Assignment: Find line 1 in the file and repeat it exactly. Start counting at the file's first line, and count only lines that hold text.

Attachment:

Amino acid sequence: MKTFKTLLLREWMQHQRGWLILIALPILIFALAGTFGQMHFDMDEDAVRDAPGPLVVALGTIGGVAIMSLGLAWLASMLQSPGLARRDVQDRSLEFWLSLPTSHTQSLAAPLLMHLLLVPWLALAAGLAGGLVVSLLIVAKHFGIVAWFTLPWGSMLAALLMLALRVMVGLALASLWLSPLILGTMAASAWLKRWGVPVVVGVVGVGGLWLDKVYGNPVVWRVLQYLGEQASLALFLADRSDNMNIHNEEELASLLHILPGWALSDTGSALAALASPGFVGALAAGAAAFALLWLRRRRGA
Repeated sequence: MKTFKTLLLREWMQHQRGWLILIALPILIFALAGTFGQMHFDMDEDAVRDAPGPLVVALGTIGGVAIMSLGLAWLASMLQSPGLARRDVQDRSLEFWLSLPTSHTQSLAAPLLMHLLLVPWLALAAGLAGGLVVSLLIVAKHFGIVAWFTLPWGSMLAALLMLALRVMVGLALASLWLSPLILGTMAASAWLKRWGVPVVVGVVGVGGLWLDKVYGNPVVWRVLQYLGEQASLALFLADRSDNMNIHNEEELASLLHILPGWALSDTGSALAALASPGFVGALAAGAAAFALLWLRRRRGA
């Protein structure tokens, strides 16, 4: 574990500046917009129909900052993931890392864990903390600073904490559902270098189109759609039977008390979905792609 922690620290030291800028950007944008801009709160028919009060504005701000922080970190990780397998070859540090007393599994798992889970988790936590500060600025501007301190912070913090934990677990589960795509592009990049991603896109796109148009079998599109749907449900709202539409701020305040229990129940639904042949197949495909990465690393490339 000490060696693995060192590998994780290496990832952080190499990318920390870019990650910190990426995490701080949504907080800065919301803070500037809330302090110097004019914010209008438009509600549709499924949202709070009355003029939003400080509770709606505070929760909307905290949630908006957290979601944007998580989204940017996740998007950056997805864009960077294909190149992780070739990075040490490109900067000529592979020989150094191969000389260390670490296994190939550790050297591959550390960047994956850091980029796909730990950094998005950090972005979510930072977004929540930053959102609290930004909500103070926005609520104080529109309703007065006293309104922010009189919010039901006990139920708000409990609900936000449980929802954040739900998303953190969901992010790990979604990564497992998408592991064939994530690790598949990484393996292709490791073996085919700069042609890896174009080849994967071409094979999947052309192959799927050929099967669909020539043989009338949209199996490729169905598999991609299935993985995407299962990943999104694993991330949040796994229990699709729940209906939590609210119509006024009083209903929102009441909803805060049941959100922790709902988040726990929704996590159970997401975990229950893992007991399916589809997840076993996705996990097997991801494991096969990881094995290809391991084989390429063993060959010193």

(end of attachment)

Amino acid sequence: MKTFKTLLLREWMQHQRGWLILIALPILIFALAGTFGQMHFDMDEDAVRDAPGPLVVALGTIGGVAIMSLGLAWLASMLQSPGLARRDVQDRSLEFWLSLPTSHTQSLAAPLLMHLLLVPWLALAAGLAGGLVVSLLIVAKHFGIVAWFTLPWGSMLAALLMLALRVMVGLALASLWLSPLILGTMAASAWLKRWGVPVVVGVVGVGGLWLDKVYGNPVVWRVLQYLGEQASLALFLADRSDNMNIHNEEELASLLHILPGWALSDTGSALAALASPGFVGALAAGAAAFALLWLRRRRGA